DEEP BASEMENTS, foundations and tunnels throughout London are in imminent danger from rising groundwater levels unless urgent action is taken, according to a confidential report submitted to Government by Thames Water.
The utility company sent the report to London minister Nick Raynsford last month after carrying out research into the problem for almost a year. In the report it claims that underground structures across the city will be seriously damaged in the next few years unless water
levels are managed by drilling up to 40 boreholes.
'Foundations are already shifting. Everyone has agreed that there is no alternative. This could cause serious problems, particularly for London Underground, as its escalators will start packing in,' said a Thames Water spokesman.
Speaking to NCE on Tuesday, Raynsford said: 'We've had a series of meetings. We have not been hanging about on this issue because it is serious. The objectives will be to put a practical programme in place that will look at tackling the problem in the most cost effective way.'
Thames claims that 70M litres of water a day will have to be abstracted from beneath London by 2000. Groundwater levels are rising by 2m to 3m a year as a result of heavy water-using industries being closed down in the last 30 years.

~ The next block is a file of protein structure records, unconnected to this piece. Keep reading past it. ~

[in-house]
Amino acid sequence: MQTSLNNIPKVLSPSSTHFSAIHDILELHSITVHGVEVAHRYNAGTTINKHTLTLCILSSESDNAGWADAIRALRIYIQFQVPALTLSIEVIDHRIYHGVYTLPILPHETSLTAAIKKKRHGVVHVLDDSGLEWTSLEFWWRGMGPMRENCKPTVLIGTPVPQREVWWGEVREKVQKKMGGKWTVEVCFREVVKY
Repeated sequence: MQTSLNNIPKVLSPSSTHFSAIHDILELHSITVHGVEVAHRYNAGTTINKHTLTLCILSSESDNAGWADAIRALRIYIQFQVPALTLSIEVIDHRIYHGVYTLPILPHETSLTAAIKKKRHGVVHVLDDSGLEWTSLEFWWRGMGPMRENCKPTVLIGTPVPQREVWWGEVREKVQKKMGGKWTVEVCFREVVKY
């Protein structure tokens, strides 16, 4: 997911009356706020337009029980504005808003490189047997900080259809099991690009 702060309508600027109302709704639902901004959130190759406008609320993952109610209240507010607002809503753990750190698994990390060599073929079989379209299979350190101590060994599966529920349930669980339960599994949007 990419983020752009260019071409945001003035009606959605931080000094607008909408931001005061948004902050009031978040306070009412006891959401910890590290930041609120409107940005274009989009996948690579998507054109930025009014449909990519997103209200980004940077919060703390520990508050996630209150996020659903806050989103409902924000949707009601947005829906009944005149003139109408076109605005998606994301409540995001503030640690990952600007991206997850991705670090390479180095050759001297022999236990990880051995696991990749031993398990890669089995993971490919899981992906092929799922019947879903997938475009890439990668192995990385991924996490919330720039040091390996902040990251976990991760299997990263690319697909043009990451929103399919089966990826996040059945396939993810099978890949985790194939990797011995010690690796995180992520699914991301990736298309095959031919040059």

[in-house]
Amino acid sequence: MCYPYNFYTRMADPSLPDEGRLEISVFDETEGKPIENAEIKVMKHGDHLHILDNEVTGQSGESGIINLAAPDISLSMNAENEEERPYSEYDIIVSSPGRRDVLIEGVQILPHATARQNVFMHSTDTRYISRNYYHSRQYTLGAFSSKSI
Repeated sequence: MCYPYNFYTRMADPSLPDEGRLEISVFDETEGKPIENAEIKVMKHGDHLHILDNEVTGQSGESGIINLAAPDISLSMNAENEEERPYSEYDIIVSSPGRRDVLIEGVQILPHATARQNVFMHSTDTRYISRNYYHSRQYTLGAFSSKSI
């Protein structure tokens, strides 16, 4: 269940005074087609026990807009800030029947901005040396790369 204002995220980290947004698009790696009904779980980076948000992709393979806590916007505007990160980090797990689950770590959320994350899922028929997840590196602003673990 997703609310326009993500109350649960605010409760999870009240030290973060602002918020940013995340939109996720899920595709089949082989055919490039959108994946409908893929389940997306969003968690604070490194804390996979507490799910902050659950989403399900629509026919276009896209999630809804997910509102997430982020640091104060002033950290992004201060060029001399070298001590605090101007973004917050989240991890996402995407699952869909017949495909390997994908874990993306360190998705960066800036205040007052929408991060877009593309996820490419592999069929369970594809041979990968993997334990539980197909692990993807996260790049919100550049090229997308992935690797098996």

The report says much of this water has a high mineral content and would be unpotable without extensive treatment. It claims that this would be unviable without government funding.
'Where there is a clear drinking water benefit we will gladly find it, but we are keen not to end up footing the whole bill,' said the spokesman.
Environmental company Envirologic is understood to be putting forward an alternative scheme for supplying the water cheaply to hospitals. But Thames claims such a commercial arrangement could lead to the problem re-emerging if hospitals closed down or became more water efficient.
Thames is now calling for government-backed research to determine the most effective pumping locations across London.